This woman’s doctor reportedly ignored her ailments and said ‘laziness’ was the answer – but it turns out she had cancer.
When Courtney Nettleton, a 21-year-old from Wakefield, West Yorkshire, found herself ‘uncontrollably’ tired and sleeping 14 hours a day in the summer of 2021, she feared something was wrong. was not going.
“Doctors told me it was just teenage laziness,” Nettleton told NeedtoKnow.online. But after colleagues noticed a large bump protruding from the blonde’s neck in January 2022, a specialist discovered the real cause of her chronic condition.
“In February I was diagnosed with thyroid cancer and the doctors told me it was growing rapidly,” she said. “I was so devastated and worried.”
The American Cancer Society has estimated that there have been 43,800 new cases of thyroid cancer in the United States so far in 2022 – with 11,860 cases found in men and 31,940 in women.
“I knew deep down that something was wrong, and being told it was just teenage laziness by the doctors was incredibly frustrating,” said Nettleton, who works as a senior care assistant, at JamPress.
In the months leading up to his grim prognosis, Nettleton experienced a series of unusual symptoms, including fatigue, shortness of breath, hot flashes, unsteadiness, stiff neck, acne and swings. mood.
But she says her healthcare provider dismissed her complaints, trivializing them as age-related growing pains. And so, she resumed her usual routine, going to work and hanging out with friends. Nettleton’s first doctors have yet to respond to requests for comment, according to Jam Press.
However, earlier this year, that all changed after colleagues pointed out the deformity in her neck and urged her to seek a second opinion.
“My friends noticed a small bump on my neck at work and that, combined with my symptoms, prompted me to schedule a doctor’s appointment the next day,” Nettleton said. “I received an urgent two-week referral for an ultrasound which confirmed I had a solid thyroid tumour.”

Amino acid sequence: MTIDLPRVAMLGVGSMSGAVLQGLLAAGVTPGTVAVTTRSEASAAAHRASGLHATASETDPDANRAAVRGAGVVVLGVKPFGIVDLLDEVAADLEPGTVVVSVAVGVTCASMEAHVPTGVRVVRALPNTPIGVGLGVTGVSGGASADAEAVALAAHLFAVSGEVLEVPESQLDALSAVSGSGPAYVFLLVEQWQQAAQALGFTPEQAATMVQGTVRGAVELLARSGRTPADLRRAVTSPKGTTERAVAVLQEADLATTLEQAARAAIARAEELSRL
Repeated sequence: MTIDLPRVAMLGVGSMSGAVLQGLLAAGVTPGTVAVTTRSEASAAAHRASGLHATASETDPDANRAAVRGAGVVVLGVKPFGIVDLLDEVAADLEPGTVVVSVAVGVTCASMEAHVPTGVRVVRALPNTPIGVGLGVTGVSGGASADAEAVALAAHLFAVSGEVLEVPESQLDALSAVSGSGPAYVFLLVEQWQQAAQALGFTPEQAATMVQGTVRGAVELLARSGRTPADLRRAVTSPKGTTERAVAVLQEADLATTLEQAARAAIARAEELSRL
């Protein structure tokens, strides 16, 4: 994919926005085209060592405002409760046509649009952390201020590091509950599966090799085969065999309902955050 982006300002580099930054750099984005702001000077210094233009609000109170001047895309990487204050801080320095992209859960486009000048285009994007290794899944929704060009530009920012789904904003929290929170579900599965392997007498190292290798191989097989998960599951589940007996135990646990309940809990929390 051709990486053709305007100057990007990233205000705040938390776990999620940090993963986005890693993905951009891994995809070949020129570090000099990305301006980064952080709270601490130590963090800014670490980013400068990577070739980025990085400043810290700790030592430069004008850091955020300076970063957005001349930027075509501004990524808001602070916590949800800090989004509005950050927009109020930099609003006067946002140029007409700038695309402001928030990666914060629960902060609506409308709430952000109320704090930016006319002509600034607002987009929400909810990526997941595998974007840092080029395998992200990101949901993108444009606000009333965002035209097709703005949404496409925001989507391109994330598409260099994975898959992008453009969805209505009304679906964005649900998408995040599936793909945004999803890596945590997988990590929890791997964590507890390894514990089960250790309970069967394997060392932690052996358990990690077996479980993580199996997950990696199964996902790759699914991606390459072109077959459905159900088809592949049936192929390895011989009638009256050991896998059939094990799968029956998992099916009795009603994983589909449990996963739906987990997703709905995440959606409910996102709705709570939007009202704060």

She immediately started treatment a month later in March and had to undergo two surgeries to remove the two halves of her thyroid.
But, unfortunately, Nettleton’s woes were far from over.
On March 22, between operations, she says doctors informed her that she was cancer free.
“After my first surgery, my doctor called me and told me that I was completely cured of cancer and had nothing to worry about,” she recalls.
But, after enjoying a brief period of relief, Nettleton learned that she still had cancer and the cancerous cells had spread to other parts of her body.
“My consultant called me just three days after that to tell me that cancer cells had been found in the lymph ducts and blood vessels of my thyroid and that I would need further surgery and radioactive iodine. “, she said.
“I was so devastated when I found out I still had cancer,” Nettleton said. “I had to tell my family and friends that I was not cured of cancer and that I still had treatments to do.”
She has since had two more surgeries, which left her “weak” and “anxious”.
“The first operation hurt me a lot and I was bedridden and the radioactive iodine made me feel very weak, and I had to be isolated in a room which was really lonely,” she recalls.
“I’ll find out the results in about six weeks to see if it was successful or not,” added Nettleton, who relies on friends and family for support during her post-surgery recovery.
“The wait is sickening, I am constantly reassured by [Macmillan Cancer Trust] and my social worker and even though my cancer is completely curable, there is always this worry that it could spread elsewhere,” she continued. “I suffer from severe anxiety so I am constantly worried.”
She also finds solace in the work and is grateful for the love she continues to receive from her co-workers.
“Work has been very supportive throughout my journey and has supported me constantly,” said Nettleton, who is set to take part in a skydiving charity event to raise awareness and funds for the Macmillan Cancer Trust and the Teenage Cancer Trust.
She also started a GoFundMe to raise money for the cause.
“While I feel very let down by the doctors, the staff at Macmillan, my consultant and Leeds St James Hospital have been absolutely amazing throughout my journey,” Nettleton said enthusiastically.
And she now implores others to always stand up for themselves.
“Everyone knows their own body more than anyone else,” she said. “It’s so important to trust your instincts and follow your instincts – you have to stand up for yourself when you know something is wrong.”
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